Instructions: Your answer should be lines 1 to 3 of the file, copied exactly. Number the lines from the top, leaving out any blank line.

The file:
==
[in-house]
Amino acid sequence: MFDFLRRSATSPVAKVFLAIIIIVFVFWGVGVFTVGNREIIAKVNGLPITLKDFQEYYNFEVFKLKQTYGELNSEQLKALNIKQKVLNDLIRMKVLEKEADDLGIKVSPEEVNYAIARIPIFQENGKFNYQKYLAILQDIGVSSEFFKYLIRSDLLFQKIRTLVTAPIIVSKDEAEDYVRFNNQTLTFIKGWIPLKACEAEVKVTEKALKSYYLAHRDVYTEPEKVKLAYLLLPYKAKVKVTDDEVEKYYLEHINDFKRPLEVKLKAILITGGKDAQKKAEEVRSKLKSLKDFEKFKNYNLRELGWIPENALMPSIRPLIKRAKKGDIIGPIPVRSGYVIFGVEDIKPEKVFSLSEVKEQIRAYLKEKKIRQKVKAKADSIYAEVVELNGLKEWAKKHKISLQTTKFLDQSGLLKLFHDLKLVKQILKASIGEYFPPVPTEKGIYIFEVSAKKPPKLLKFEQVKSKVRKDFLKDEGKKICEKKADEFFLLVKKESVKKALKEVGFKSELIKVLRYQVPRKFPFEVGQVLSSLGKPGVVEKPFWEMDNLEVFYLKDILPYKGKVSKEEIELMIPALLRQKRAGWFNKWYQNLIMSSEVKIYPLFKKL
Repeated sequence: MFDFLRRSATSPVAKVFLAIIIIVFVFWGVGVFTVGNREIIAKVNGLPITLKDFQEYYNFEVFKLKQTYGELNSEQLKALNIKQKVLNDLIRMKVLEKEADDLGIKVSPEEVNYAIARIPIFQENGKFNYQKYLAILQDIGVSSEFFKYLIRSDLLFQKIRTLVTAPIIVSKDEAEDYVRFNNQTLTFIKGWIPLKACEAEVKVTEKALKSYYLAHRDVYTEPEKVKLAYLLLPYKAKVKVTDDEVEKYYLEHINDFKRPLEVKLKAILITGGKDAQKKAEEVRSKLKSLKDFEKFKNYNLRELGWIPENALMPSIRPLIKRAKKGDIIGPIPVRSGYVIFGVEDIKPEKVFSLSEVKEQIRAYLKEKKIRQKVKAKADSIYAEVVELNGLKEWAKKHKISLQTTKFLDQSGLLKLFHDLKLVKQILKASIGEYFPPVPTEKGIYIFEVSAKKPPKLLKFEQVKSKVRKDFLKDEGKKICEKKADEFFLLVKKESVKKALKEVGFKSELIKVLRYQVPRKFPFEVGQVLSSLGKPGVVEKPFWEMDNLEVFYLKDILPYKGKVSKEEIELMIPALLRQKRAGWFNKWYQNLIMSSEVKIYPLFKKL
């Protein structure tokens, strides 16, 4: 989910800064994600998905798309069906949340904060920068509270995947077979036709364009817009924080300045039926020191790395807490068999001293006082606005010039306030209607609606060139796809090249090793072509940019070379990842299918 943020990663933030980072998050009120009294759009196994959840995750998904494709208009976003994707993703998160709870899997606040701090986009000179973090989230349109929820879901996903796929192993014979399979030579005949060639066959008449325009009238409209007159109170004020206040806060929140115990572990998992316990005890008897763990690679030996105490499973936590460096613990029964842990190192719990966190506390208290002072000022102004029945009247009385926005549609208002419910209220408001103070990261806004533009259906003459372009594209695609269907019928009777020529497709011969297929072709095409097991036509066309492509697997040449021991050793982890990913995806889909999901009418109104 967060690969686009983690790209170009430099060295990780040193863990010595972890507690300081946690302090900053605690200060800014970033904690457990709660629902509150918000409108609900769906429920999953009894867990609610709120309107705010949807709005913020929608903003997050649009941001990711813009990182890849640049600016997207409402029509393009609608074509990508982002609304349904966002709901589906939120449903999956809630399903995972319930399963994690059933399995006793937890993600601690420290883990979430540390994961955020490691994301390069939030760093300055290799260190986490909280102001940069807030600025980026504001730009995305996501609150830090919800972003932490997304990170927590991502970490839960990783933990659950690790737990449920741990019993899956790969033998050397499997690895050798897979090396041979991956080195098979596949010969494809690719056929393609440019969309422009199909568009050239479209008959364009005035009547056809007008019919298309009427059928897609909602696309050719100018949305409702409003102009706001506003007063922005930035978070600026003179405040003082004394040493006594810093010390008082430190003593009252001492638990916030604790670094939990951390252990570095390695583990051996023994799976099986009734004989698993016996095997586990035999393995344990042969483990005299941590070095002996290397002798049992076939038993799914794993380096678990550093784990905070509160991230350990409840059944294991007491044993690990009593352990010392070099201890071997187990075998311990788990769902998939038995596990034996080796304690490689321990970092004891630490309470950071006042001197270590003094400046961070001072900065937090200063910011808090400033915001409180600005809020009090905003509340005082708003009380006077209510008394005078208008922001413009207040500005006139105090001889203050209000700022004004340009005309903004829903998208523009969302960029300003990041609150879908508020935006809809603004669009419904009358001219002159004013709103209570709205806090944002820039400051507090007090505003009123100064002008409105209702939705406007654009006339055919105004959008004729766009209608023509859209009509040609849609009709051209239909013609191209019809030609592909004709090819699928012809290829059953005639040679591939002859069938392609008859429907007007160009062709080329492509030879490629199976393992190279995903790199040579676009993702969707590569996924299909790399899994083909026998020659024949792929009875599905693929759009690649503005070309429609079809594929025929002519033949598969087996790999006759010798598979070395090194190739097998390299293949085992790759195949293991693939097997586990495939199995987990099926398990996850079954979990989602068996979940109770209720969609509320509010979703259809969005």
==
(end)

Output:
[in-house]
Amino acid sequence: MFDFLRRSATSPVAKVFLAIIIIVFVFWGVGVFTVGNREIIAKVNGLPITLKDFQEYYNFEVFKLKQTYGELNSEQLKALNIKQKVLNDLIRMKVLEKEADDLGIKVSPEEVNYAIARIPIFQENGKFNYQKYLAILQDIGVSSEFFKYLIRSDLLFQKIRTLVTAPIIVSKDEAEDYVRFNNQTLTFIKGWIPLKACEAEVKVTEKALKSYYLAHRDVYTEPEKVKLAYLLLPYKAKVKVTDDEVEKYYLEHINDFKRPLEVKLKAILITGGKDAQKKAEEVRSKLKSLKDFEKFKNYNLRELGWIPENALMPSIRPLIKRAKKGDIIGPIPVRSGYVIFGVEDIKPEKVFSLSEVKEQIRAYLKEKKIRQKVKAKADSIYAEVVELNGLKEWAKKHKISLQTTKFLDQSGLLKLFHDLKLVKQILKASIGEYFPPVPTEKGIYIFEVSAKKPPKLLKFEQVKSKVRKDFLKDEGKKICEKKADEFFLLVKKESVKKALKEVGFKSELIKVLRYQVPRKFPFEVGQVLSSLGKPGVVEKPFWEMDNLEVFYLKDILPYKGKVSKEEIELMIPALLRQKRAGWFNKWYQNLIMSSEVKIYPLFKKL
Repeated sequence: MFDFLRRSATSPVAKVFLAIIIIVFVFWGVGVFTVGNREIIAKVNGLPITLKDFQEYYNFEVFKLKQTYGELNSEQLKALNIKQKVLNDLIRMKVLEKEADDLGIKVSPEEVNYAIARIPIFQENGKFNYQKYLAILQDIGVSSEFFKYLIRSDLLFQKIRTLVTAPIIVSKDEAEDYVRFNNQTLTFIKGWIPLKACEAEVKVTEKALKSYYLAHRDVYTEPEKVKLAYLLLPYKAKVKVTDDEVEKYYLEHINDFKRPLEVKLKAILITGGKDAQKKAEEVRSKLKSLKDFEKFKNYNLRELGWIPENALMPSIRPLIKRAKKGDIIGPIPVRSGYVIFGVEDIKPEKVFSLSEVKEQIRAYLKEKKIRQKVKAKADSIYAEVVELNGLKEWAKKHKISLQTTKFLDQSGLLKLFHDLKLVKQILKASIGEYFPPVPTEKGIYIFEVSAKKPPKLLKFEQVKSKVRKDFLKDEGKKICEKKADEFFLLVKKESVKKALKEVGFKSELIKVLRYQVPRKFPFEVGQVLSSLGKPGVVEKPFWEMDNLEVFYLKDILPYKGKVSKEEIELMIPALLRQKRAGWFNKWYQNLIMSSEVKIYPLFKKL